Berlin High Trail

Berlin High Trail

In the second half of the 19th century, as the scientific interest in making the Alps more accessible grew and the newly founded, primarily academically oriented alpine associations began to build shelters along with the necessary access paths, a wish also was born to interconnect these huts, many of which were located at very high elevations.  Often they exploited already existing pathways that had been used by hunters and smugglers. It was on such an ancient path that the ice man, "Ötzi", met his demise.

In the Zillertal Alps, the Berlin section of the German & Austrian Alpine Association (DOeAV) was especially active and constructed, amongst other things, the Berliner Hütte in 1879. 1889 saw completion of a high-alpine trail over the Schönbichler Horn (elev. 3,133 m) to the then new Furtschaglhaus. Those of us who today make our way across the granite slabs of this trail, many of which had to be worked by hand, are able to readily grasp the tough work the locals had to put into this project. This segment, which spans some 1060 vertical meters, is the nucleus of the Berlin High Trail ("Berliner Höhenweg") which came later.

Stages

Finkenberg (785 m) – Gamshütte (1916 m) Hikers make their way to the Gamshütte via the Hermann-Hecht-Weg. Ascent 1000 m; Time-on-Trail ca. 3.5 hours.

Gamshütte – Friesenberghaus (2498 m)
At 14 km, this stage is the longest and most challenging. The trail, which makes its way along at about 2000 m above sea level, has a south-west exposure, which equates to maximum sun exposure during mid summer. It is little traveled. Ascent 1130 m; Descent 561 m; Time-on-Trail ca. 9 hours

Friesenberghaus – Olpererhütte (2389 m)
Shortest stage; Ascent 150 m; Descent 250 m; Time-on-Trail ca. 1.5 hours

Olpererhütte – Furtschaglhaus (2295 m)
This stage of the trail takes us alongside the Schlegeis reservoir on a road that heads to the south-east and the Furtschaglboden. Descent 600 m; Ascent 500 m; Time-on-Trail ca. 4 hours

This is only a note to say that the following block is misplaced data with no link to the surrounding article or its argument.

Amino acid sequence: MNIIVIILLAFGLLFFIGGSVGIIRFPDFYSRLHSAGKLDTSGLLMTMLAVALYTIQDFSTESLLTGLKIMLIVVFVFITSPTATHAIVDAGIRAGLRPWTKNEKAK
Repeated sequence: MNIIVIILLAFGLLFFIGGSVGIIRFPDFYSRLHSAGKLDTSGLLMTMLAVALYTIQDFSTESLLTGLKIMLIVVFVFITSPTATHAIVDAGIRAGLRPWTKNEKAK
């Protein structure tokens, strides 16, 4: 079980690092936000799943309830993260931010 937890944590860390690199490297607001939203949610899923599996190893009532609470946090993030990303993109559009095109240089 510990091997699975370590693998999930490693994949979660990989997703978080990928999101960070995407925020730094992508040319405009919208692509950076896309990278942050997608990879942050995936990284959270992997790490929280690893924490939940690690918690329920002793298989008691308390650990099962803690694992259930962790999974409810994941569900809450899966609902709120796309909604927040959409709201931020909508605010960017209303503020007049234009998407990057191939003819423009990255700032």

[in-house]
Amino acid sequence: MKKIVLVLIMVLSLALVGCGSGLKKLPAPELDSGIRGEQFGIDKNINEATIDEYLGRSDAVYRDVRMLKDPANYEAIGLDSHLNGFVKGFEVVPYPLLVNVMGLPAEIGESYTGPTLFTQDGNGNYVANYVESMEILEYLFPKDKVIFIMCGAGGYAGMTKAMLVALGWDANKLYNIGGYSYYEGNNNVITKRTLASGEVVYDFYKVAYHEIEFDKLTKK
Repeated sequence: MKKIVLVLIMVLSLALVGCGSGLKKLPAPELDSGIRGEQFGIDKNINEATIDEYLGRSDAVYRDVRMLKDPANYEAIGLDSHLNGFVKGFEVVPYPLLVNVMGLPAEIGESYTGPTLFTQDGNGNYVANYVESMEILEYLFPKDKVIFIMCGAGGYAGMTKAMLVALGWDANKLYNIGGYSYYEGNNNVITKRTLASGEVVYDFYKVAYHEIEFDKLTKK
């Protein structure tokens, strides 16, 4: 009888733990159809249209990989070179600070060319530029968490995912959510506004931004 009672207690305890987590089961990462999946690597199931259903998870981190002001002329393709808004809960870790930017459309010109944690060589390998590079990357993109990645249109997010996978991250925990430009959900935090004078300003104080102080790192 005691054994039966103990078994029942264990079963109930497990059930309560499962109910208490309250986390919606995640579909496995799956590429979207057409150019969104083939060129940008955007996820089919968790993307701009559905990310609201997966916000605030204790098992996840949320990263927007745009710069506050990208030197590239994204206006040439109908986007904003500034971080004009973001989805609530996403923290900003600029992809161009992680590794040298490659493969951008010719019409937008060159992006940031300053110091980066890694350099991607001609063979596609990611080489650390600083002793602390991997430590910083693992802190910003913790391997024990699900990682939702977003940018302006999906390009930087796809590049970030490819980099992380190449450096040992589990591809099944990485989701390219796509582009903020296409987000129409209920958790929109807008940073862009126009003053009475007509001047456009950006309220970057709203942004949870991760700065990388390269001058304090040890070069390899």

Furtschaglhaus – Berliner Hütte (2040 m)
At the Schönbichler Horn, we reach the highest point of the Berlin High Trail at 3133 m above sea level.  Close to the summit are fixed cables, which hikers can use to make the final ascent. This stage is occasionally very exposed and challenging. Ascent 900 m; Descent 1060 m; Time-on-Trail ca. 7 hours

Berliner Hütte – Greizer Hütte (2226 m)
Via the Mörchenscharte (fixed cable, short ladder) down to the Floitengrund and then up to the Greizer Hütte. Ascent 1200 m; Descent 1050 m; Time-on-Trail 7 hours

Greizer Hütte – Kasseler Hütte (2177 m)
Via the Lapenscharte, down to the Lapenkar, to Elsenklamm gorge (fixed cable) and then relatively flat to the Kasseler Hütte (the trail over the Schuhscharte, which is still shown on many hiking maps, can no longer be used due to a rock slide - very dangerous!). Ascent 500 m; Descent 550 m; Time-on-Trail 6 hours.

Kasseler Hütte – Edelhütte (2237 m)
Along the Siebenschneidenweg, which traverses 7 different ridges, 14 km to the Edelhütte, includes a short section with a fixed cable and iron stakes at an especially exposed point. Ascent 600 m; Descent 550 m; Time-on-Trail 9 hours

Descent to Mayrhofen
Either with the cable car (Ahornbahn) 300 m below the Edelhütte, or on foot via the Föllenbergalpe and Gasthaus Alpenrose to Mayrhofen, Descent 1600 m

Berlin High Trail - Friensenberghaus
Friensenberghaus
Berlin High Trail - Kasseler Hütte
Kasseler Hütte
Berlin High Trail - Berliner Hütte
Berliner Hütte

Source: Wikipedia